Mains Paper 3 : Investment Models |
From UPSC perspective, the following things are important :
Prelims level : Nothing Much
Mains level : Lessons from UK in following PPP
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As India deepens private participation in infrastructure through Public-Private Partnerships (PPPs), it is an opportune moment to explore the lessons from the UK, the pioneer in the use of PPPs and privatisation in infrastructure.
Public service analysis after following PPP model
1.Health and education –
- A National Audit Office (CAG equivalent) assessment of the UK’s pioneering Private Finance Initiative (PFI) found that schools and hospitals built with PFI are 40 per cent and 60 per cent more expensive than their respective public sector alternatives.
- Using the government’s lower borrowing cost to discount the cost of projects, it found that very few PFI projects would have passed the Value for Money test.
- It concluded that the country had “incurred billions of pounds in extra costs for no clear benefit”.
2.Railways, water and sewage
- The balance sheet on service quality is not much better.
- Over 2000-11, the reliability and punctuality of British rail increased from 88 to 91 per cent, a small increment given the advances in digital technology and massive public investments.
- Skimping on investments on the less salient parts of the privatised water and sewerage utilities has taken its toll on the environment.
An early 2018 poll by Legatum Institute found that 76-83 per cent favoured renationalising the railways, energy, and water industries.
The Labour party has announced that it would renationalise the utilities. Finally, in his 2018 Budget speech, after 716 projects since 1992, the Chancellor of Exchequer formally brought down the curtain on PFI saying he would never sign a PFI contract.
Relevance for India
1.The difference in public sector efficiency –
- In the UK, the starting point in terms of efficiency and service quality was high, and corruption in service delivery low.
- The Indian public sector suffers from peculiarly Indian constraints.
- Political interference in recruitment, competitive trade union activity (witness the posters in every railway station), rigidities on salaries and writs in courts on service matters, reduce the efficiency of personnel management in the public sector.
- Activities of oversight agencies — Vigilance, Comptroller and Auditor General etc — cause extreme risk aversion in decision taking, reducing efficiency of procurement and operational decisions.
A stronger case for PPP
- The starting point in India may often be a public agency which is inefficient, corrupt at the point of contact with the citizen and providing very poor service.
- With a much lower starting point, it is quite conceivable that private providers may be operationally more efficient and give better service.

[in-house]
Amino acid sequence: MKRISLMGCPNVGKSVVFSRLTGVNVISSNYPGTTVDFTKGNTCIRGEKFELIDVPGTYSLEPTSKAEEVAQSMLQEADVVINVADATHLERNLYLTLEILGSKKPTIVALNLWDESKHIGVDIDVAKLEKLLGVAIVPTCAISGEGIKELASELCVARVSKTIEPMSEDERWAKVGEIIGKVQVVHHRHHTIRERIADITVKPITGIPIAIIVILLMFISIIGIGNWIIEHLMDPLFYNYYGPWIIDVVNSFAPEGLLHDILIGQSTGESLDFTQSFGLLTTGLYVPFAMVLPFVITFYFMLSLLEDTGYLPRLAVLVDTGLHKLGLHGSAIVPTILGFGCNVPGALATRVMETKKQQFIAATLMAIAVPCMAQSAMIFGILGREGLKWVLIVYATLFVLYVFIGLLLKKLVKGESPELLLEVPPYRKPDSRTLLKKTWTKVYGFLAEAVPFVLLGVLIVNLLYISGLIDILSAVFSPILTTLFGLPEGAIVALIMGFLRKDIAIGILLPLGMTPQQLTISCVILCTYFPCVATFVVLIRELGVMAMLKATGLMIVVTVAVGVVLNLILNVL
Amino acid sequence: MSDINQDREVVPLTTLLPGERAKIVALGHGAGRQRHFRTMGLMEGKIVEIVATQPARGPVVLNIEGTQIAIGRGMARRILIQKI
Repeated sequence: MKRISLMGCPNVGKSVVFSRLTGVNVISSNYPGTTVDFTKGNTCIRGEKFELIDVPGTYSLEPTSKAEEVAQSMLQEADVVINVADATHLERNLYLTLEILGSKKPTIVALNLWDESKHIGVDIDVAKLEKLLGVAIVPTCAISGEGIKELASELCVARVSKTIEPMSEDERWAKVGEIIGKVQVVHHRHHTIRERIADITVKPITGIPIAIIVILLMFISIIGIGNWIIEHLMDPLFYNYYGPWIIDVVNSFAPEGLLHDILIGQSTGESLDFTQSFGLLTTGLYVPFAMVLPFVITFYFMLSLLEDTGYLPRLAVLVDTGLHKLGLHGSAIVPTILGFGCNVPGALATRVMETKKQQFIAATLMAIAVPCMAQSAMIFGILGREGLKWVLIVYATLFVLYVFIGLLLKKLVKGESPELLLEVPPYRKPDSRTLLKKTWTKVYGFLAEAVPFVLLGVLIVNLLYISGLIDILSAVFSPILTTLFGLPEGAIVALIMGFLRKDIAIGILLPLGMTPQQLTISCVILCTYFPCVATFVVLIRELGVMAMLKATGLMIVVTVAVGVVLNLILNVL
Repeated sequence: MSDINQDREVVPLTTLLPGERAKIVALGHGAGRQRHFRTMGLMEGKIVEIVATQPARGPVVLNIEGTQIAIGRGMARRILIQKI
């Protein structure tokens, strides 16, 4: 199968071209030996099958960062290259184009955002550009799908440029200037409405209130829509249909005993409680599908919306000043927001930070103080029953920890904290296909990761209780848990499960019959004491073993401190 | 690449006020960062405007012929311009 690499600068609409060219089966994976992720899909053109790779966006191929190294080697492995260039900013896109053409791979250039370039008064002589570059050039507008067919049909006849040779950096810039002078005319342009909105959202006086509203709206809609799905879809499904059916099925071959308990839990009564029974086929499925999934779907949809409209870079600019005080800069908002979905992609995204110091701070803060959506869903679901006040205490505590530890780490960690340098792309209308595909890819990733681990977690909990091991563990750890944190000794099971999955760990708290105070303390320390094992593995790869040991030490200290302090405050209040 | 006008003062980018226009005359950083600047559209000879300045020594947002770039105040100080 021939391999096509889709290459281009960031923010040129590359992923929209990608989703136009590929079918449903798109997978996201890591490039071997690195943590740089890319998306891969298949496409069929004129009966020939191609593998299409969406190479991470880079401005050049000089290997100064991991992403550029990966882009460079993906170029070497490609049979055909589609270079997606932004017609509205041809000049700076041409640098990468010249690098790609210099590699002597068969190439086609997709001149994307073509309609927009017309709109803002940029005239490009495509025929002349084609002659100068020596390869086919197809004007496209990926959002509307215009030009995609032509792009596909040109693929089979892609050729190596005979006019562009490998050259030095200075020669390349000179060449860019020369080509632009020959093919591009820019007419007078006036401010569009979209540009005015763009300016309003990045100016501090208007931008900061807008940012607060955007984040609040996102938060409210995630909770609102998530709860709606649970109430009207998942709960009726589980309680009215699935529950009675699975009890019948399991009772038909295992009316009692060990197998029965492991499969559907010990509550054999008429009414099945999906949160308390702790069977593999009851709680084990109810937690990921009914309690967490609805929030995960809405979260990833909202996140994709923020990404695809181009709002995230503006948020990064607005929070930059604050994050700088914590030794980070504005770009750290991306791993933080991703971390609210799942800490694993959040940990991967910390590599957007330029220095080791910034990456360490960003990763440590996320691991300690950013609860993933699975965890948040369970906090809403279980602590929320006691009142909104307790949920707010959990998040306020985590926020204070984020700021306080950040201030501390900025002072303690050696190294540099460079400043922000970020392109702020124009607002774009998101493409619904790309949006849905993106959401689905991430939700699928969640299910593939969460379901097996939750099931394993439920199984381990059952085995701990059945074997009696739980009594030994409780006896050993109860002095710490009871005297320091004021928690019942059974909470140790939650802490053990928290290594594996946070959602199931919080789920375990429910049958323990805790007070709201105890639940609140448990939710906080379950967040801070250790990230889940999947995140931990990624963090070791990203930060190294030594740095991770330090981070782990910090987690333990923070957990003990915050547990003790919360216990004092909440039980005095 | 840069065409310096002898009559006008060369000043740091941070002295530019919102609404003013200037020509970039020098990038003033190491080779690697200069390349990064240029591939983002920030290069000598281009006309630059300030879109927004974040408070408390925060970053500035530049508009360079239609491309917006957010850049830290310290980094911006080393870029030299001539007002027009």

- To that extent, the case for PPP is stronger in India than in the UK.
Weak regulatory approach
- On the other hand, the regulatory capacity in India is weaker.
- The unambiguous lesson from the UK is that capable regulators could not prevent asset stripping and skimping on investments.
- There is nothing to suggest that this would not be repeated in India.
- Also, using PPP purely for off-balance sheet financing to reduce the short-run fiscal deficit, is penny-wise and pound-foolish because the cost of borrowing of the private sector is much higher.
Way forward for PPP
1.Improve service quality – For a start, PPP must not be a short cut only to save money or bridge fiscal gaps or transfer risks; it should be used to improve service quality or bring efficiency improvements.
2. Careful selection –
- Second, project design and the PPP components need to be carefully chosen.
- For instance, outsourcing labour-intensive and customer-service operations, while retaining pricing and investment in public hands, may bring in efficiencies without under-investment or over-pricing.
- Given the higher cost of private capital, and the inevitability of delays and related cost over-runs, construction is best financed with public borrowing though the operating asset could then be privately operated.
3. Principles for renegotiations –
- Third, since it is impossible to write perfect long-term contracts, renegotiations are inevitable.
- Clear principles and a mechanism for renegotiations without moral hazard need to be planned for
A PPP Project means a project based on a contract or concession agreement, between a Government or statutory entity on the one side and a private sector company on the other side, for delivering a service on payment of user charges. The rights and obligations of all stakeholders including the government, users and the concessionaire flow primarily out of the respective PPP contracts.
Unlike private projects where prices are generally determined competitively and Government resources are not involved, PPP projects typically involve transfer of public assets, delegation of governmental authority for recovery of user charges, private control of monopolistic services and sharing of risks and contingent liabilities by the Government.
The justification for promoting PPP lies in its potential to improve the quality of service at lower costs, besides attracting private capital to fund public projects. For creating a transparent, fair and competitive environment, the Government of India has been relying increasingly on standardising the documents and processes for award and implementation of PPP projects.